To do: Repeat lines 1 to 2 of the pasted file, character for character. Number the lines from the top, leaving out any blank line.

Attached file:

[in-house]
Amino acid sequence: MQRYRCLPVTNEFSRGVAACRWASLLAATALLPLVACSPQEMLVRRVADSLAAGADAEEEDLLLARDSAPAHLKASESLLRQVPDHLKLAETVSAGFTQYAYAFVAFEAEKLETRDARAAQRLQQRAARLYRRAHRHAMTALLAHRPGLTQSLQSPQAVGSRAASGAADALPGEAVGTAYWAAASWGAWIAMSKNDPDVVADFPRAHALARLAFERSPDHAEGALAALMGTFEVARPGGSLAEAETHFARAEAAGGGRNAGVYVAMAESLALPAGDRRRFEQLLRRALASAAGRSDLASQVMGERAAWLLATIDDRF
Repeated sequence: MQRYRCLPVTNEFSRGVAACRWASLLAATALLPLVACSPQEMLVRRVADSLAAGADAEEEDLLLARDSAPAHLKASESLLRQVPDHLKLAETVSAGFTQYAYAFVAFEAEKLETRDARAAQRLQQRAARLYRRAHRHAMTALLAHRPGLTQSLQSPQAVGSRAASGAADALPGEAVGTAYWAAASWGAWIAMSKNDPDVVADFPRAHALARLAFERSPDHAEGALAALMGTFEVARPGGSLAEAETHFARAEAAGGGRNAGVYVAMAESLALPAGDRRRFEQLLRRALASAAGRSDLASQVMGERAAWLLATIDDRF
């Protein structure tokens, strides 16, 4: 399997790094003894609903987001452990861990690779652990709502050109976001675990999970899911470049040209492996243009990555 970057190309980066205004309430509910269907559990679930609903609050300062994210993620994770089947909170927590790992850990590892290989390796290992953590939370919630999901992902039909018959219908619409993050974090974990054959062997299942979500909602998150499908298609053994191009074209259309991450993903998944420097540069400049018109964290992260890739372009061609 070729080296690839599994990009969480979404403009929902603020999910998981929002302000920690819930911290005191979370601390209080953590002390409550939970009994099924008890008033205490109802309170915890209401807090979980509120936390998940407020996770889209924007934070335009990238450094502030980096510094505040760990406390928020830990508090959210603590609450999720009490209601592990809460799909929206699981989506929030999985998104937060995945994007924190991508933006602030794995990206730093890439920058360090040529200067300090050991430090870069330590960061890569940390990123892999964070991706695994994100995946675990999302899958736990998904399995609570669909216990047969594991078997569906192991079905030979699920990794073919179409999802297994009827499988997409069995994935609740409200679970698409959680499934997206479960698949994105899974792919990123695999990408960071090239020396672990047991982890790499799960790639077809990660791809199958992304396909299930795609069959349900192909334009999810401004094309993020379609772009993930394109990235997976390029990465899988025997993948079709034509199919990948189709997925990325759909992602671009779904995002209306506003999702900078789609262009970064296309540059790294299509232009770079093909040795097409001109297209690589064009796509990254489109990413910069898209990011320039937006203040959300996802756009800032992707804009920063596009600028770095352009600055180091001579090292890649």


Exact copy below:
[in-house]
Amino acid sequence: MQRYRCLPVTNEFSRGVAACRWASLLAATALLPLVACSPQEMLVRRVADSLAAGADAEEEDLLLARDSAPAHLKASESLLRQVPDHLKLAETVSAGFTQYAYAFVAFEAEKLETRDARAAQRLQQRAARLYRRAHRHAMTALLAHRPGLTQSLQSPQAVGSRAASGAADALPGEAVGTAYWAAASWGAWIAMSKNDPDVVADFPRAHALARLAFERSPDHAEGALAALMGTFEVARPGGSLAEAETHFARAEAAGGGRNAGVYVAMAESLALPAGDRRRFEQLLRRALASAAGRSDLASQVMGERAAWLLATIDDRF